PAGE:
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Subject: Storing silk flag

Storing silk flag

From: Deborah Lee Trupin <deborah.trupin<-a>
Date: Thursday, November 13, 2008
Anne Lane <alane [at] charlottemuseum__org> writes

>We have recently unpacked a silk flag that was given to the museum
>in 1982. It was stored in a box, its folds padded with tissue. The
>date appliqued on the flag is July 4, 1836 ...
>...
>The flag measures roughly 60 inches high x 80 inches wide. It is of
>a very thin plain weave silk with a glossy finish, and has appliques
>of the same type of fabric in a contrasting color. The silk is in
>narrow strips, sewn together lengthwise with flat felled seams. ...
>
>The fabric of the flag itself is in remarkably good condition,
>fragile but not shattering. At some time in the past, patches of
>silk were sewn to the back of the flag to reinforce the corners
>where they were somewhat worn. These patches have shattered and are
>pretty much lost. A fine linen backing, machine hemmed, was also
>sewn to all but the bottom three inches of the flag. It is attached
>around the sides and top with running stitches ...
>... In some
>places the silk has come loose from the stitches, and along the fly
>end, there are some long rips along the stitching line. ...
>... It is quite obvious that folding or rolling put
>strains on the silk fabric because of the ill-fitting backing and
>irregular seams.
>
>I have two questions. Should I remove the backing from the silk to
>alleviate some of the strain? and, assuming I have no room to store
>the flag flat, would it be better to roll it or to fold it? And yes,
>we will probably be consulting a textile conservator once we have
>settled the identity and provenance of the flag. Right now it's a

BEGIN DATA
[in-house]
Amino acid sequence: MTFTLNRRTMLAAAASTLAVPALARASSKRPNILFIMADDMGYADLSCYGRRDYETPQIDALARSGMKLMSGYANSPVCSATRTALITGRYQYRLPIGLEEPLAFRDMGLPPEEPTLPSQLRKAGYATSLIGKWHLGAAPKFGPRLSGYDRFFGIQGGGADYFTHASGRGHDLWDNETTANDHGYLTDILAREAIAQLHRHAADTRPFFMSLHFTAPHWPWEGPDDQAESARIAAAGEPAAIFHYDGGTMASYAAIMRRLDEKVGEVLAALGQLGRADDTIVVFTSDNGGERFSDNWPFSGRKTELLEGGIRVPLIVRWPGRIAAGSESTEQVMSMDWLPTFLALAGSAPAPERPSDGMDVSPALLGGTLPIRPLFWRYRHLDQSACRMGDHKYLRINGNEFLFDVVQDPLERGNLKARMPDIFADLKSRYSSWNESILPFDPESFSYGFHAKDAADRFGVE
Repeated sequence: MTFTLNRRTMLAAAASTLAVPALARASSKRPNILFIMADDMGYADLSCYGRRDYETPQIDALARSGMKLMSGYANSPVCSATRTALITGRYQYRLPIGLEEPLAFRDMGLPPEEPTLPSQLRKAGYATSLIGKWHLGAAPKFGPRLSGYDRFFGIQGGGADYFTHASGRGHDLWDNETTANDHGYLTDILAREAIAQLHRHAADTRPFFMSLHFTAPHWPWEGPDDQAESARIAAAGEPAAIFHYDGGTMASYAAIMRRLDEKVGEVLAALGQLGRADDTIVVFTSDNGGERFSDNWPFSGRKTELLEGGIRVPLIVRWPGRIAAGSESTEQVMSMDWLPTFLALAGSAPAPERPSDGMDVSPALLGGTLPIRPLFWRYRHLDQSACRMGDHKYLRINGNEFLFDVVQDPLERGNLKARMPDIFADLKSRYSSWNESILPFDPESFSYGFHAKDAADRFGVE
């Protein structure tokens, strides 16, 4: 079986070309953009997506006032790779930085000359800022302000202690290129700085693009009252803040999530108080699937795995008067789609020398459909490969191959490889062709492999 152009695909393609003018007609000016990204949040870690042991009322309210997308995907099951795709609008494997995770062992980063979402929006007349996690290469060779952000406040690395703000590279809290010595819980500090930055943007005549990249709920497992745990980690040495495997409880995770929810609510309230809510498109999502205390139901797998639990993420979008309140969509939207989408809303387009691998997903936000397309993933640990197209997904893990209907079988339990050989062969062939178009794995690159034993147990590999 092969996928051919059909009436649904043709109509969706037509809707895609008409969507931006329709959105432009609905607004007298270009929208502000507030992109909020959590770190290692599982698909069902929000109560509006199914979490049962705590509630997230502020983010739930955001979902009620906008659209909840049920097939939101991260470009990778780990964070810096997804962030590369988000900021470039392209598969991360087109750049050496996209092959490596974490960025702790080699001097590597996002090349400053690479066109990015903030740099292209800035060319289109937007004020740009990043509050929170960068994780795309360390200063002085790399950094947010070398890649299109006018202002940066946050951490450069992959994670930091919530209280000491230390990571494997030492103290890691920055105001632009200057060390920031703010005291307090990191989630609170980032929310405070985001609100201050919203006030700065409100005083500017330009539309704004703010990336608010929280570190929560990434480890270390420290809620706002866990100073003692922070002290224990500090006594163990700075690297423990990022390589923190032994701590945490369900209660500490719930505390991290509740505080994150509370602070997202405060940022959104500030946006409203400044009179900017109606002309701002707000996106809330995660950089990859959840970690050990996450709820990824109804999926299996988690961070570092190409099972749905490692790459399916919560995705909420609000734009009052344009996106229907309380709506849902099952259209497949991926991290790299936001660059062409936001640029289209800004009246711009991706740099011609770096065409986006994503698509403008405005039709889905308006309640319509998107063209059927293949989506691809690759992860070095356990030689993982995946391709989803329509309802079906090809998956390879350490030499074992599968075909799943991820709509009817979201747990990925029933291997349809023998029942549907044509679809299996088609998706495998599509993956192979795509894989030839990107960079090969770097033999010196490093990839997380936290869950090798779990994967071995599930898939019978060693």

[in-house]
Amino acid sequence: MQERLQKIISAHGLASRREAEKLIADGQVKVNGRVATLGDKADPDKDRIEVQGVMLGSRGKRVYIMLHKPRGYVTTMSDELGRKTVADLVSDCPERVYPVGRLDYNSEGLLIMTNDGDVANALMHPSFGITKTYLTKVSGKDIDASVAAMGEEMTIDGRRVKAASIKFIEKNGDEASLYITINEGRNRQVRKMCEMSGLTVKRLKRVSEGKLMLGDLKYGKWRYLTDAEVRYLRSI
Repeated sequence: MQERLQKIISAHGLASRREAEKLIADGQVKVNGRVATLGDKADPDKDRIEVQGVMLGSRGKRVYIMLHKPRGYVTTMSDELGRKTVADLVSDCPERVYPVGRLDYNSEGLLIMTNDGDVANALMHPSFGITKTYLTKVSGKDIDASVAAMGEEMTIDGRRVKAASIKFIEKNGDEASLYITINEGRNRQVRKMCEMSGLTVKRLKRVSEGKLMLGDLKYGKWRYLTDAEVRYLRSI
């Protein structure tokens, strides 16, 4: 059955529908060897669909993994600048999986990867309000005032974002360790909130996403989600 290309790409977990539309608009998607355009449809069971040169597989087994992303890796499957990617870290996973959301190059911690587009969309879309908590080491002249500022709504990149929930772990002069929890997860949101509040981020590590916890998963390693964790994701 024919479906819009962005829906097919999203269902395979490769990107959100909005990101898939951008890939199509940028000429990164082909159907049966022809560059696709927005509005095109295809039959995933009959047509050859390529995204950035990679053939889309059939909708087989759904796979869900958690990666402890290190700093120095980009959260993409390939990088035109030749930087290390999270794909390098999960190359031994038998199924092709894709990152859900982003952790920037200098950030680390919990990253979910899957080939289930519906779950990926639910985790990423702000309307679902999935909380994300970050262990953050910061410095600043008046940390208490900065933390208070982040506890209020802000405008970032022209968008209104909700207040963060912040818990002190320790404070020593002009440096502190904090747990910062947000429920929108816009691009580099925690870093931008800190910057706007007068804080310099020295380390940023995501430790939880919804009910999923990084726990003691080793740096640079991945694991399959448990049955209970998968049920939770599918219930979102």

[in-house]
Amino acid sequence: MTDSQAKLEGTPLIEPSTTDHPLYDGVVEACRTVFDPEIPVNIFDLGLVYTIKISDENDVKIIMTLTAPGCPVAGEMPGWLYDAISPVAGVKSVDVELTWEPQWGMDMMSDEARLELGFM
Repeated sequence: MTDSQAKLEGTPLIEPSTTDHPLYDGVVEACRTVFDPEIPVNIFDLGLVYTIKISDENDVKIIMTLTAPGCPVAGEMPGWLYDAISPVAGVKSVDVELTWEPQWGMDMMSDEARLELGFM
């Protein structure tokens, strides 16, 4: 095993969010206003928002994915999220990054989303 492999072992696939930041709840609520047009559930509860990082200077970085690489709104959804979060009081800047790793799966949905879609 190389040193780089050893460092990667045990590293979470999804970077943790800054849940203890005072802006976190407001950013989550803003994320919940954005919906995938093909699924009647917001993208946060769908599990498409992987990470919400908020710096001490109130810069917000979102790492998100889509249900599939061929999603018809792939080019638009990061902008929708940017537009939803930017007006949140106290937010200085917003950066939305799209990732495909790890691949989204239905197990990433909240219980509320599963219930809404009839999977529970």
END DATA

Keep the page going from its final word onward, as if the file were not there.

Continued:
>mystery object.

Anne, I would recommend that you contact a textile conservator
first--the advice you receive will be helpful regardless of the
flag's provenance.  Assuming you must re-house it now and cannot
keep it flat, I would prefer rolling, around a very wide (at least
10 inch diameter) tube, possibly with some padding out between the
layers. I would most likely roll this flag with the flag in and the
lining out--the opposite of how most lined textiles are rolled. I
would not recommend that you remove the lining, but perhaps
selectively clip stitches that seem to be pulling as you roll.  The
number of times perhaps and possibly are used in this message points
out the need for a textile conservator to see the flag in person and
help you with this.

Deborah Lee Trupin
Textile Conservator
New York State Office of Parks, Recreation and Historic Preservation
Bureau of Historic Sites
Peebles Island
PO Box 219
Waterford NY 12188   USA
518-237-8643 ext. 3241


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                  Conservation DistList Instance 22:30
                Distributed: Tuesday, November 25, 2008
                       Message Id: cdl-22-30-006
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Received on Thursday, 13 November, 2008

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